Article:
Exploring Linear Regression with H20 AutoML(Automated Machine Learning)
This article was published as a part of the Data Science Blogathon.
H2O is a fully open-source, distributed in-memory machine learning platform with linear scalability. H2O supports the most widely used statistical & machine learning algorithms, including gradient boosted machines, generalized linear models, deep learning, and many more. AutoML is a function in H2O that automates the process of building a large number of models, with the goal of finding the “best” model without any prior knowledge or effort by the Data Scientist.
The current version of H2O AutoML trains and cross-validates a default Random Forest, an Extremely-Randomized Forest, a random grid of Gradient Boosting Machines (GBMs), a random grid of Deep Neural Nets, a fixed grid of GLMs, and then trains two Stacked Ensemble models at the end. One ensemble contains all the models (optimized for model performance), and the second ensemble contains just the best performing model from each algorithm class/family (optimized for production use).
Automated Machine Learning (AutoML) is the process of automating the end-to-end process of applying machine learning to real-world problems. In a typical machine learning application, the typical stages (and sub-stages) of work are the following:
- Data preparation
- data pre-processing
- feature engineering
- feature extraction
- feature selection
- Model selection
- Hyperparameter optimization (to maximize the performance of the final model)
Many of these steps are often beyond the abilities of non-experts. H2O AutoML was proposed as an artificial intelligence-based solution to the ever-growing challenge of applying machine learning.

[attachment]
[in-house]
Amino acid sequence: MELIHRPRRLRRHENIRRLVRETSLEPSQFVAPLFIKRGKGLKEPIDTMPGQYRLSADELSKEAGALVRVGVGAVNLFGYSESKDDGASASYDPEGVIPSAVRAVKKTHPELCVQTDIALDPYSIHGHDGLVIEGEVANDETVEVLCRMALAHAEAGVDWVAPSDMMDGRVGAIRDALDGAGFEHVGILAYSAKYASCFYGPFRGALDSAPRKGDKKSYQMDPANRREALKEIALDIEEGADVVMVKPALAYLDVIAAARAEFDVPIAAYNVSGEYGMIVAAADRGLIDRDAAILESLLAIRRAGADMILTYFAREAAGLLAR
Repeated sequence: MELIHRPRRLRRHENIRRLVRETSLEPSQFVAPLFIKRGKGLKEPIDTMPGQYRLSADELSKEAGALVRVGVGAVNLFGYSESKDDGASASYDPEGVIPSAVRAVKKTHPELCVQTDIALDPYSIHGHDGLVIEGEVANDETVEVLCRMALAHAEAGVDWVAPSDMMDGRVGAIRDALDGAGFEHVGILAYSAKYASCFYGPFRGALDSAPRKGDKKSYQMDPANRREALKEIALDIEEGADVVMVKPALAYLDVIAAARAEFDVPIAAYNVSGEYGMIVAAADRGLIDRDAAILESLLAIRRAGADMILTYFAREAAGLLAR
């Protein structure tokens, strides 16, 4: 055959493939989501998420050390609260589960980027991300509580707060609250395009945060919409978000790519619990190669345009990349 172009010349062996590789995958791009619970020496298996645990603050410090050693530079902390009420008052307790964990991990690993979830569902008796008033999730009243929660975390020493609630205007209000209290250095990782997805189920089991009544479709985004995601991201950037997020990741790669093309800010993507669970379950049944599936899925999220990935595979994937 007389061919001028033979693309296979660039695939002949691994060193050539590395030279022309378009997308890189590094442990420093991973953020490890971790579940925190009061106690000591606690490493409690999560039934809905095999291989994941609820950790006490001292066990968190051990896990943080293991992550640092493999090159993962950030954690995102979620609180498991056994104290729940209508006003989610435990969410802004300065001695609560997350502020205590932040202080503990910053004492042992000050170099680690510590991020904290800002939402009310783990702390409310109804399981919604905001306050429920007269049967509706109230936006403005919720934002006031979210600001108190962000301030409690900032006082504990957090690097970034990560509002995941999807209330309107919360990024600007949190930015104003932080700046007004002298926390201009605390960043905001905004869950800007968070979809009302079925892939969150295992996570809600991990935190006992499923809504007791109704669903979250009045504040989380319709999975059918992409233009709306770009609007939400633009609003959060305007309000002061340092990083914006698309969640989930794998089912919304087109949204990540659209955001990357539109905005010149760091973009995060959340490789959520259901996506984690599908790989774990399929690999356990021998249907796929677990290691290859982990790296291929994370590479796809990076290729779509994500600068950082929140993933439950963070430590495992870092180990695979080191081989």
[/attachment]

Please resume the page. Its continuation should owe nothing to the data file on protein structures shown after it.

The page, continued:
Import the h2o Python module and H2OAutoML class and initialize a local H2O cluster. The H2O library can simply be installed by running pip. Next, import the libraries in your jupyter notebook. Here, I have imported pandas for data preprocessing work.
pip install h2o import pandas as pd import h2o from h2o.automl import H2OAutoML
Initiate H20, the specified arguments (nthreads and max_mem_size) are optional.
h2o.init( nthreads=-1, # number of threads when launching a new H2O server max_mem_size=12 # in gigabytes )
train = h2o.import_file("C:\Burnout_Rate_Prediction\dataset\train.csv") test = h2o.import_file("C:\Burnout_Rate_Prediction\dataset\test.csv")
Convert H2O frame to Pandas dataframe. This is done so that data operations can be easily done. Also, drop rows that have missing values.
train_as_df = h2o.as_list(train,use_pandas=True) train_as_df = train_as_df[train_as_df['Burn Rate'].notna()] train_as_df = train_as_df[train_as_df['Mental Fatigue Score'].notna()] train_as_df = train_as_df[train_as_df['Resource Allocation'].notna()]
Check for any missing values. In this case, there are no missing values to be treated.
round((train_as_df.isnull().sum() * 100/ len(train_as_df)),2).sort_values(ascending=False)
Convert Pandas data frame back to H2O frame to continue with further processing.
train = h2o.H2OFrame(train_as_df)
First, identify predictors and response variables. Since we are predicting ‘Burn Rate’ among employees so it will be the response variable. The remaining variables in the dataframe will form the predictor variables.
x = train.columns y = "Burn Rate" x.remove(y)
Run AutoML for 10 base models (limited to 1-hour max runtime by default). The ‘max_models’ argument specifies the number of individuals (or “base”) models and does not include any ensemble models that can be trained separately.
aml = H2OAutoML(max_models=10, seed=1) aml.train(x=x, y=y, training_frame=train)
Next, we will view the AutoML Leaderboard. Since we did not specify a leaderboard_frame in the H2OAutoML.train() method for scoring and ranking the models, the AutoML leaderboard uses cross-validation metrics to rank the models.